When selling a home, for example, households often need a variety of services besides traditional real estate brokerage. Many may need help finding a new home, help with financial planning, assistance with moving, tax advice, help with managing utility service cut-offs, etc. Similarly, when buying a new home, consumers may need assistance with such things as moving, utility connections, and the entire range of needs and wants related to becoming settled in a new residence and a new community, such as home improvements and interior decoration. Brokerage firms that make it easy for their customers to obtain these additional services may be able to substantially enhance the value of their overall service package. Smaller brokerage firms may lack the human and financial capital to effectively extend their service offerings. In such cases, strategic partnerships and alliances with larger service firms may allow them to offer the extra services some consumers demand.

The Financial Supermarket Model

In the financial supermarket model, large financial service firms recognize that they possess two elements required in the brokerage industry. First, they have the human and financial capital necessary to allow brokerage firms to cope with the demands of the information technology revolution. Second, they can offer the complementary products and services that real estate buyers and sellers may want as part of a real estate transaction.

In this scenario, real estate companies look for assistance from financial service firms for financial capital and technological experience, and firms in the financial service industry look toward real estate brokerage as a way to bring additional customers into their services networks.4 A real estate trans- action generates a great deal of data about the buyer and the seller that when captured by an information network becomes valuable in target marketing additional products. The transactional information can offer financial service firms a way to create new market space, thus providing them with a competitive advantage in what has become a very competitive economic environment.5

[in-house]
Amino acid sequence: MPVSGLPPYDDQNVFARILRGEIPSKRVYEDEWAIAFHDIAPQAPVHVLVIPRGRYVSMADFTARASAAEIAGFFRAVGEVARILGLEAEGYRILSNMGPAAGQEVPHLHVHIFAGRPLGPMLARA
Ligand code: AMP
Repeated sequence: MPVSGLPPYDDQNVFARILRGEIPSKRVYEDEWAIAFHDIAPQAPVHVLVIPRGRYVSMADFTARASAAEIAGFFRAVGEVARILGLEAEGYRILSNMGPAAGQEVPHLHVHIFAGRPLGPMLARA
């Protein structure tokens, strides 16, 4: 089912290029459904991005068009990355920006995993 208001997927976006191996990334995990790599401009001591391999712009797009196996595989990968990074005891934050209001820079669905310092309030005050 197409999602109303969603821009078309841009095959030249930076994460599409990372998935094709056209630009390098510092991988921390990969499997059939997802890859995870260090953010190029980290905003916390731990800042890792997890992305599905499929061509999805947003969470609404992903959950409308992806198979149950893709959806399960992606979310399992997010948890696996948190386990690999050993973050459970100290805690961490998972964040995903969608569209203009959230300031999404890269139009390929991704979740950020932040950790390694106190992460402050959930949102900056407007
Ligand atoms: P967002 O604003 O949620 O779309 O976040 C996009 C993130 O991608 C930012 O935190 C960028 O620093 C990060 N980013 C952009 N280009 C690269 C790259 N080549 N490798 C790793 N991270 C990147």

Looking only at the sales of existing, singlefamily homes suggests that the potential market is quite large. In 1997, for example, there were some 4.2 million homes sold at an average price of $124,000, generating a transaction volume of some $520.8 billion. If this volume of transactions were to generate only 5 percent in additional fees and profits from the sales of other products (for example, brokerage commissions, mortgage origination fees, etc.), it would potentially add some $26 billion to the bottom lines of those services companies that capture it.6

Because the cost of housing represents a household’s largest expenditure, companies offering financial supermarket services as well as related services are attracted by the opportunities that are derivative of relationships with homeowners. Specifically, the opportunities to cross-market other services to households is extraordinary (Roulac, 2000). Consequently, major companies can be expected to seek a closer alliance with the real estate brokerage transaction as a means to expand relationships and pursue crossmarketing objectives.

The traditional real estate broker in this scenario evolves into a real estate marketing specialist, providing sellers advice on pricing, showing, negotiating, etc. and buyers help with inspecting various properties, obtaining financing, making an offer, negotiating, and moving. And brokers increasingly are employees of larger service firms who have the resources necessary to finance the continuing investments in needed information technology. Real estate buyers and sellers are able to purchase a wide array services such as appraisal, marketing advice, financial assistance, etc., under the umbrella of the large financial services firm.7


Because of the revolution in information technology and the changing legal environment, the authors foresee a residential brokerage industry characterized by 1). the crumbling of the MLS informational monopoly; 2). the abandonment of agency law; 3). the unbundling of services; and 4). the rise of fee-for-service pricing. The days of the small local firm protected by a close-knit trade association are passing fast, as widespread change engulfs the brokerage industry.

In the foregoing discussion, the authors outlined five scenarios for future change. At the current juncture, it is not possible to say which of the scenarios will come to dominate, and the final reality may well comprise elements of all five. The authors are certain, however, that the big winners in the new reality will be the consumers: the home buyers and sellers who will be provided with better, more timely information at lower costs.


1. U.S. Bureau of the Census, County Business Pattern,1997 United States), CBP/97-1.